Wednesday, October 2, 2019

The Man with the Twisted Lip by Sir Arthur Conan Doyle :: English Literature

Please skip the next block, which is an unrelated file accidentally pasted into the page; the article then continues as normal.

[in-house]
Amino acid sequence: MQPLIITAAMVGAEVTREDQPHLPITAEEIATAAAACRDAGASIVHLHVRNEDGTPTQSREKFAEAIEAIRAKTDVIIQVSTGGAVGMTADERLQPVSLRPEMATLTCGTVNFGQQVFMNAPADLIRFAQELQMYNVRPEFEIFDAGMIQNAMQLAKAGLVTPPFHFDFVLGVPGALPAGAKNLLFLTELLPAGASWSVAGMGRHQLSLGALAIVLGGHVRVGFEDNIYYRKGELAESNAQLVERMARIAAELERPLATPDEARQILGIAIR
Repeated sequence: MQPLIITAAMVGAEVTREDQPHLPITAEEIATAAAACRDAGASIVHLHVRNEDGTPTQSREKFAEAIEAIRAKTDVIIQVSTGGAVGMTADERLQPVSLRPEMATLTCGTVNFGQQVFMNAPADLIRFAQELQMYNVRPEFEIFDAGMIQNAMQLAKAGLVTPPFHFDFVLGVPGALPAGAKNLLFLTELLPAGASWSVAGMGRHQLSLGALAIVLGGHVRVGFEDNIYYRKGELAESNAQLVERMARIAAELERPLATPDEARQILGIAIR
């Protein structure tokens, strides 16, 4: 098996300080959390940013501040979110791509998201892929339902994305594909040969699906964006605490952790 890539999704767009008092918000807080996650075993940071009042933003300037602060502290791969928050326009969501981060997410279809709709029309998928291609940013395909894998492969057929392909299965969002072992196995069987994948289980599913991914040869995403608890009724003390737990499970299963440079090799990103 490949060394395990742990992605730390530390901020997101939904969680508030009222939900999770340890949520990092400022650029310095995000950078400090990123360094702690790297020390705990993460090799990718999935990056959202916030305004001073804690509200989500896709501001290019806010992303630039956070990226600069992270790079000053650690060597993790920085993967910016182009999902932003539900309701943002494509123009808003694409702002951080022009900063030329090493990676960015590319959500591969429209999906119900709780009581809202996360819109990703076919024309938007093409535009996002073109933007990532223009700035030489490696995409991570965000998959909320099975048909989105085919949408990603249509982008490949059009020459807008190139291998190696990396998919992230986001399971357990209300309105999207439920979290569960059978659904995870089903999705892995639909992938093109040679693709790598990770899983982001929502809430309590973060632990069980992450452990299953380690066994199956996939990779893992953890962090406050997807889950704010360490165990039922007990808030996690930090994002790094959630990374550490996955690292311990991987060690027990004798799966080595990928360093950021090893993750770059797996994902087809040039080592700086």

The Man with the Twisted Lip by Sir Arthur Conan Doyle In ‘The Man with the Twisted Lip’, Sir Arthur Conan Doyle used the disrespect of the Victorian public with regards to the Police to create his own successful amateur detective. The reason for this clear lack of respect is that the notorious Jack the Ripper was roaming the streets of London, and the police could do nothing to stop him. Indeed Jack the Ripper was never caught by the Police. Sir Arthur Conan Doyle also uses the fear that Victorians had of the knowledge that Jack the Ripper was present on London streets. Sir Arthur Conan Doyle uses words such as, â€Å"lurking† and â€Å"sluggishly† to describe Upper Swandam Lane and the way the River Thames flowing, adding to the feeling of disquiet and revulsion within the reader. Sir Arthur Conan Doyle also describes Upper Swandam Lane as being, â€Å"vile† All three of these words make the reader feel uncomfortable about the settings because the words represent life and creatures that are evil and dangerous. Sir Arthur Conan Doyle also tells us of a, â€Å"low room thick and heavy with the opium smoke† In the Victorian period, opium was legal and was smoked by many people. The thick smoke in the room made it difficult to breathe clean air. The word, â€Å"sottish† is used to describe an opium smoker who clearly has no control over his mind and body. This could be a hint that Sir Arthur Conan Doyle did not approve of the smoking of opium that took place in that time. Sir Arthur Conan Doyle also describes those opium smokers as being, â€Å"bodies lying in strange fantastic poses, bowed shoulders, bent knees, heads thrown back and chins pointed upwards, with here and there a dark, lack-lustre eye turned on the newcomer† This sentence gives the reader a further suggestion that the people in the opium den are intoxicated under the influence of opium, and also Sir Arthur Conan Doyle’s dislike of the habit of opium smoking. Sir Arthur Conan Doyle describes the path down to the opium den as, â€Å"a steep flight of steps leading down to a black gap like the mouth of a cave† This could be likened to a descent into hell, reminding the reader of the dreadful descent into the railway cutting in ‘The Signalman’, and suggesting that the opium den is not a place where religious people could be found. Sir Arthur Conan Doyle manipulates the importance that Victorians placed on social values and respectability. The Victorians were very proud people, and knew that money meant respect. This is shown when the character of Neville St.

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